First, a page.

The problems are still present even if the central number is directed to a particular law firm, which then makes the referrals out to the participating attorneys. If the lawyer who will actually provide the services does not supply his or her name or firm name and address in the ad in a meaningful manner, the advertisement is prohibited under DR 2-101(K).

Consortiums & Associations of Lawyers

DR 2-103(B) and (C) provide that a lawyer cannot give any compensation to any person or organization for referring clients to him; nor may he request that referrals be made other than through permissible advertising or participation in an organization specified in DR 2-103(D). The organizations specified in DR 2-103(D) include a legal aid or public defender office, a military legal assistance office, a lawyer referral service operated, sponsored or approved by a bar association, and a bona fide organization which recommends or furnishes legal services, provided several conditions are met.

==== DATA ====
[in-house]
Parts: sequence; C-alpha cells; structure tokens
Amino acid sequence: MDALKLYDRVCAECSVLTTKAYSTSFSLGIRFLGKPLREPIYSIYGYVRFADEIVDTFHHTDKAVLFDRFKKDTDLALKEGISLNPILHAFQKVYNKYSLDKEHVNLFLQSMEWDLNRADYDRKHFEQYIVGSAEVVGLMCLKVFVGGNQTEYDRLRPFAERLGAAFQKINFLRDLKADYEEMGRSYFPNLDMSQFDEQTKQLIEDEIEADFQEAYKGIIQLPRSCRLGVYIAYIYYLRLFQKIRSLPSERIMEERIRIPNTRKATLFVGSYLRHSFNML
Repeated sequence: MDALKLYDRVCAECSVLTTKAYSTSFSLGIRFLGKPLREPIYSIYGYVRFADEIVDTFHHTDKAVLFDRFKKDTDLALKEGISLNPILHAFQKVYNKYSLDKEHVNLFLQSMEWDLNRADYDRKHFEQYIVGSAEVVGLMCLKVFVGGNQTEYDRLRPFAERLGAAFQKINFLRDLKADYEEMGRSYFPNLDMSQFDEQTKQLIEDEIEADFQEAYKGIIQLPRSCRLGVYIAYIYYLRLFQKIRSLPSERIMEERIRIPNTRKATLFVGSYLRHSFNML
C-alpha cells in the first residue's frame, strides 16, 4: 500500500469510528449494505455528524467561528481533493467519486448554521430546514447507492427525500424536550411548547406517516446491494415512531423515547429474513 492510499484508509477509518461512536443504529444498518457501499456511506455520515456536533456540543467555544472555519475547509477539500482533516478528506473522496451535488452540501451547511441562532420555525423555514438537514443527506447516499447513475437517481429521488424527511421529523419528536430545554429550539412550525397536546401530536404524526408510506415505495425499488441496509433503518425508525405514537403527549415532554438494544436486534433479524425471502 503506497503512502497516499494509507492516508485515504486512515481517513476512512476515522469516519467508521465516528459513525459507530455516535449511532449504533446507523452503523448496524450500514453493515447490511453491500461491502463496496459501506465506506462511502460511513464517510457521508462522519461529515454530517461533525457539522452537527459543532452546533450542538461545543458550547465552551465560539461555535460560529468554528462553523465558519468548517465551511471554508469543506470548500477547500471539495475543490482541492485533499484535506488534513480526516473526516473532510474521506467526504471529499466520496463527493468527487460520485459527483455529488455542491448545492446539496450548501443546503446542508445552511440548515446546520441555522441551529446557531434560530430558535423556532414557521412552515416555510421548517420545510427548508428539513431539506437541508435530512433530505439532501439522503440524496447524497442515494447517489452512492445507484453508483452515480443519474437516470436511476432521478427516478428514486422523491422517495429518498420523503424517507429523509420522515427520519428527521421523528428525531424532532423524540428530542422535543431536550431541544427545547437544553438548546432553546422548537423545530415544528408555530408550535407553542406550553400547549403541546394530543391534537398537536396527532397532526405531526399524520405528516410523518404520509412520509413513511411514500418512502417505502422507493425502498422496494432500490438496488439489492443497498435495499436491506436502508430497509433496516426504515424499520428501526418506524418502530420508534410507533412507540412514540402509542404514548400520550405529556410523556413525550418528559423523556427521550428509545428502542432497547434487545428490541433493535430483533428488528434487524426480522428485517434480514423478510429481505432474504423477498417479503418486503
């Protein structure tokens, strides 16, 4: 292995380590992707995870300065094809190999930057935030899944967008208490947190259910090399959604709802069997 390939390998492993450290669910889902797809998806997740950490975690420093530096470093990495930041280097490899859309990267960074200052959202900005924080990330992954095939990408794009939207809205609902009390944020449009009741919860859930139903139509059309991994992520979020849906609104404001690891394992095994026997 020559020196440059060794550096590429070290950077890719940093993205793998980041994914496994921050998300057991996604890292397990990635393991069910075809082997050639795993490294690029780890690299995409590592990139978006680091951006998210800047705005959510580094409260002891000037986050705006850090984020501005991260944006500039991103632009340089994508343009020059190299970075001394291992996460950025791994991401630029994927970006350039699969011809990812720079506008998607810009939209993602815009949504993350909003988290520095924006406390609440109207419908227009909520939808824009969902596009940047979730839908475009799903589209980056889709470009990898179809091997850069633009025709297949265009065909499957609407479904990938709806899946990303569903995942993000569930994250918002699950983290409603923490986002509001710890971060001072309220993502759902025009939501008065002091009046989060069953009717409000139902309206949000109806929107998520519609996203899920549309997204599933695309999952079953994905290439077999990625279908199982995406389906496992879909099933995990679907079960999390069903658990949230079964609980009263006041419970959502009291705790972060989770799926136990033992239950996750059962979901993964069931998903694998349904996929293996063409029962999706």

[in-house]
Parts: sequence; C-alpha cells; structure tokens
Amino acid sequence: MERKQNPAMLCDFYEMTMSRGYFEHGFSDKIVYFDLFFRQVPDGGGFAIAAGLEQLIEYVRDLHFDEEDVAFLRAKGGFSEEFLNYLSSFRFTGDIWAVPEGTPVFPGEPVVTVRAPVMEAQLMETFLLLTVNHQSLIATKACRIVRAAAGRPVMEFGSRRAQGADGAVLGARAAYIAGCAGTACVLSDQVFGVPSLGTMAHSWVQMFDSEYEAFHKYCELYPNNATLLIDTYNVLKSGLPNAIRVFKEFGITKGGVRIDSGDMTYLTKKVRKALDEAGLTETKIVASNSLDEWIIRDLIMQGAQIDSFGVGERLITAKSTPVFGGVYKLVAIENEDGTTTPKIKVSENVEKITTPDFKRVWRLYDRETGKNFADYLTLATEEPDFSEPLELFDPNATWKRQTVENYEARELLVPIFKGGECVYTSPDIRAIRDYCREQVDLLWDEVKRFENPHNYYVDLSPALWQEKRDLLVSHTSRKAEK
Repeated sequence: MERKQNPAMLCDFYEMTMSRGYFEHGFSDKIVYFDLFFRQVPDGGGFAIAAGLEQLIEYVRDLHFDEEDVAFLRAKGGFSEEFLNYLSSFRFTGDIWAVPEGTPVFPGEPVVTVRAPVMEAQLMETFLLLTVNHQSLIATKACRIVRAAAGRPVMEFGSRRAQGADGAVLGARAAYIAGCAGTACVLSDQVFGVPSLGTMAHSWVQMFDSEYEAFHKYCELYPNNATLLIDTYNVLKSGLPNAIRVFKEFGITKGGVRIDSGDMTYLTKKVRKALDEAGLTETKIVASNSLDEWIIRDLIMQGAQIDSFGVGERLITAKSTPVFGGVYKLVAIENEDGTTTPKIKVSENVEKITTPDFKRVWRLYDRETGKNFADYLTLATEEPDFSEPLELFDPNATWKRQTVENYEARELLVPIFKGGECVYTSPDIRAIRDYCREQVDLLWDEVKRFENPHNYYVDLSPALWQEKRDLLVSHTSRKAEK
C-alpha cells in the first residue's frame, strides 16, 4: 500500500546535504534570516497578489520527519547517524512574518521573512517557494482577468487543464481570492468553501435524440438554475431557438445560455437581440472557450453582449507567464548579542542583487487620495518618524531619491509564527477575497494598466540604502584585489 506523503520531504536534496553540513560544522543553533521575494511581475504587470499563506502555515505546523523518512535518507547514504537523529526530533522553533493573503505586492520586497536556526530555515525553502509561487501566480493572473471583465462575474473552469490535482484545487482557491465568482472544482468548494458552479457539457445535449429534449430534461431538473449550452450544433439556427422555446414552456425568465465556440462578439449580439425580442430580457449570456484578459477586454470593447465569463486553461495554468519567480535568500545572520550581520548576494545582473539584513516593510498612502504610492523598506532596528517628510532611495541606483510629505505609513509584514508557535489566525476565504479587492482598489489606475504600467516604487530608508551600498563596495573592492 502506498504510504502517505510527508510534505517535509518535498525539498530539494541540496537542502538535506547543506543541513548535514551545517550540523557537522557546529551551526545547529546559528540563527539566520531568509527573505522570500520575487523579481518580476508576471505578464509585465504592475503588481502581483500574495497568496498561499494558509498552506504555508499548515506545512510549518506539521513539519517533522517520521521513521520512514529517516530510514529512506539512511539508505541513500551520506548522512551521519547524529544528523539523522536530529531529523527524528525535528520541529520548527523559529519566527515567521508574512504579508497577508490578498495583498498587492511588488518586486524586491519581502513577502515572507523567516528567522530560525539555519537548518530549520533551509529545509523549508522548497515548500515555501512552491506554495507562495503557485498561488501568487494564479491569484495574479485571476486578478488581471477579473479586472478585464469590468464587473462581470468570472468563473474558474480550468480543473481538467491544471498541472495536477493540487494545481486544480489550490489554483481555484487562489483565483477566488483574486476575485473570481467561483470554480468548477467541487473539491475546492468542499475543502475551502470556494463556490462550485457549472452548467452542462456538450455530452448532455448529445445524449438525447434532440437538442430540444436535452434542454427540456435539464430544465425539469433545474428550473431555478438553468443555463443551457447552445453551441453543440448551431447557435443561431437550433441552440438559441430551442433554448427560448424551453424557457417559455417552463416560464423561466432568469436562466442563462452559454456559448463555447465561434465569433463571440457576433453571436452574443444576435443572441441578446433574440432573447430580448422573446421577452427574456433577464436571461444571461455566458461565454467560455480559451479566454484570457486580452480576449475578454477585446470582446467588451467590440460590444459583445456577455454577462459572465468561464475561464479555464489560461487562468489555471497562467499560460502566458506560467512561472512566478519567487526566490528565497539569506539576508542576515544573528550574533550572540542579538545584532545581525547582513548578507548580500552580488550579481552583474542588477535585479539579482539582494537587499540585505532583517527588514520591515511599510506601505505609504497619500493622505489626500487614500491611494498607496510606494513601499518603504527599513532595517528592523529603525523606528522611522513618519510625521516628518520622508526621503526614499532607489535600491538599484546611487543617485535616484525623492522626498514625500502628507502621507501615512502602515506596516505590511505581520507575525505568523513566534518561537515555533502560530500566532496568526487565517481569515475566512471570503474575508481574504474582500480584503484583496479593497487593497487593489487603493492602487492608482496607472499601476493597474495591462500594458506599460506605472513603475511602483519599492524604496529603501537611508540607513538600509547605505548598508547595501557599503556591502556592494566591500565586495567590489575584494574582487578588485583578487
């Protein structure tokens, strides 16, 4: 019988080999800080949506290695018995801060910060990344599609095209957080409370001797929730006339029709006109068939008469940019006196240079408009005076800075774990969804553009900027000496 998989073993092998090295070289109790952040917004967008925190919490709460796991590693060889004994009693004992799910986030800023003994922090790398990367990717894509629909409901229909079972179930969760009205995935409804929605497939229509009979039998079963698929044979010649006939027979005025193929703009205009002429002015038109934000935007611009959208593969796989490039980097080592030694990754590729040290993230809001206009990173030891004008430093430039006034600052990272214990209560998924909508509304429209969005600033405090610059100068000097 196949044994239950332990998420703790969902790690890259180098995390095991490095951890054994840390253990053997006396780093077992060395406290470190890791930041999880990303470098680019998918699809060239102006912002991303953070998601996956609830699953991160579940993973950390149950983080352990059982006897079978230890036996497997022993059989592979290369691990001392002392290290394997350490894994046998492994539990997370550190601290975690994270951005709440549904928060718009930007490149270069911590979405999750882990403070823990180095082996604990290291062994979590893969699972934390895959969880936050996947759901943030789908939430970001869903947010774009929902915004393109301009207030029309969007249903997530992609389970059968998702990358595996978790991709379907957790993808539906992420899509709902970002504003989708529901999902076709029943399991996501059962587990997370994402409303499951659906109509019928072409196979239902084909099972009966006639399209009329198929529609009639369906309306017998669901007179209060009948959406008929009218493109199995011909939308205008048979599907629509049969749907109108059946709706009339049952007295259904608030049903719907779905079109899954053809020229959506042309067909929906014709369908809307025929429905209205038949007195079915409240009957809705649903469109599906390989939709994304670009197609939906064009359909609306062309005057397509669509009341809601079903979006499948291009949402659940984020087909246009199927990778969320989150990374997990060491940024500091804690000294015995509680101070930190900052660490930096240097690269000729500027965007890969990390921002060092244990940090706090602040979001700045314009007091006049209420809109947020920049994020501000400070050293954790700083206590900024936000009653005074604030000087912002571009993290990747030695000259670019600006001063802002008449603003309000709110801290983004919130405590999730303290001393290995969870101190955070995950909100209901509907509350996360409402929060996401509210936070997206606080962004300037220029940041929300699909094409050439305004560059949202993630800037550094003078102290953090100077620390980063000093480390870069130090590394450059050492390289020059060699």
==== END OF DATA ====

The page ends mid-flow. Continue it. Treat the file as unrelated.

If the advertising by the national consortium is simply considered to be group advertising, there should be no ethical bar so long as the conditions of DR 2-101(K) are met. However, if the consortium is considered to be an organization which recommends legal services, it is possible, depending on the structure of the organization, that participation in it will run afoul of DR 2-103(B) and (C).